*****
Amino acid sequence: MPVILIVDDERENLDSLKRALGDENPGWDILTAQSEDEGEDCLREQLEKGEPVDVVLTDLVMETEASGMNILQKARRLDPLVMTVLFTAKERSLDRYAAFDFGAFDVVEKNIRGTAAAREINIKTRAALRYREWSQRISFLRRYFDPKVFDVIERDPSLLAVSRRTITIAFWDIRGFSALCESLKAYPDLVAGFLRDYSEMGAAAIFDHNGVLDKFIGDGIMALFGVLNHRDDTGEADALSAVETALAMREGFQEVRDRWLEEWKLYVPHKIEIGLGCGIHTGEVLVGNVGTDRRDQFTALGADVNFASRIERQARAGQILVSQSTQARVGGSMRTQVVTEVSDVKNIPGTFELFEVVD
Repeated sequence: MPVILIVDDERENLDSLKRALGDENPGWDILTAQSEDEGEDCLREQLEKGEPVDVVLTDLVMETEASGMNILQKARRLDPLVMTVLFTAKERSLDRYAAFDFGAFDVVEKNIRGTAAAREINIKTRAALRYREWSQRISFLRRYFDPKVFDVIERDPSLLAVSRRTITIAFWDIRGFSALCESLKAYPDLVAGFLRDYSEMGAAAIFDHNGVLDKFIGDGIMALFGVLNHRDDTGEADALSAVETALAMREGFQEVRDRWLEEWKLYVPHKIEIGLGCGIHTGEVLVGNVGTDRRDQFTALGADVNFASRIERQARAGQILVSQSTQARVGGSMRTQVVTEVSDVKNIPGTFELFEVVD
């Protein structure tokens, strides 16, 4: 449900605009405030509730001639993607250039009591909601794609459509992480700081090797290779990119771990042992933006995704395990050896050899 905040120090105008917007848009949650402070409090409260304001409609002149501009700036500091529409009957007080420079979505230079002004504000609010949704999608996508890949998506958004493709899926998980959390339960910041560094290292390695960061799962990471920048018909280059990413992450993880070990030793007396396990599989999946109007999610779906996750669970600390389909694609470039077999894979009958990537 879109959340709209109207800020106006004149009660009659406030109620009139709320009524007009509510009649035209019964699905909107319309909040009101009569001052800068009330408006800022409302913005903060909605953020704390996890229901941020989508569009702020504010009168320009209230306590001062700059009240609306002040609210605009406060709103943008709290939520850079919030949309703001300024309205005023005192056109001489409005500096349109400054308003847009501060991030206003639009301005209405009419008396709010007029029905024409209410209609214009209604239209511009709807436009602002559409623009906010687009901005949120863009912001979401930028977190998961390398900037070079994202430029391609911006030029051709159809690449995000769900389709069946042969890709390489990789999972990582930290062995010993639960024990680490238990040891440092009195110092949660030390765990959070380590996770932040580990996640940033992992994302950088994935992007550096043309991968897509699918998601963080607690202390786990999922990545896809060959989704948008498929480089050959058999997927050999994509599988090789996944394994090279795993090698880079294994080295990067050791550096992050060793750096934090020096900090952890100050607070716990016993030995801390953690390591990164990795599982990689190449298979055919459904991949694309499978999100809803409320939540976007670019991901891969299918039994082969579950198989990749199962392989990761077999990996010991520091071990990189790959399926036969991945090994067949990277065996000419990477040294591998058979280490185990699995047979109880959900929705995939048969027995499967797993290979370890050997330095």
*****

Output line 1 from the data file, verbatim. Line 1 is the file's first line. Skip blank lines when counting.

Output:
Amino acid sequence: MPVILIVDDERENLDSLKRALGDENPGWDILTAQSEDEGEDCLREQLEKGEPVDVVLTDLVMETEASGMNILQKARRLDPLVMTVLFTAKERSLDRYAAFDFGAFDVVEKNIRGTAAAREINIKTRAALRYREWSQRISFLRRYFDPKVFDVIERDPSLLAVSRRTITIAFWDIRGFSALCESLKAYPDLVAGFLRDYSEMGAAAIFDHNGVLDKFIGDGIMALFGVLNHRDDTGEADALSAVETALAMREGFQEVRDRWLEEWKLYVPHKIEIGLGCGIHTGEVLVGNVGTDRRDQFTALGADVNFASRIERQARAGQILVSQSTQARVGGSMRTQVVTEVSDVKNIPGTFELFEVVD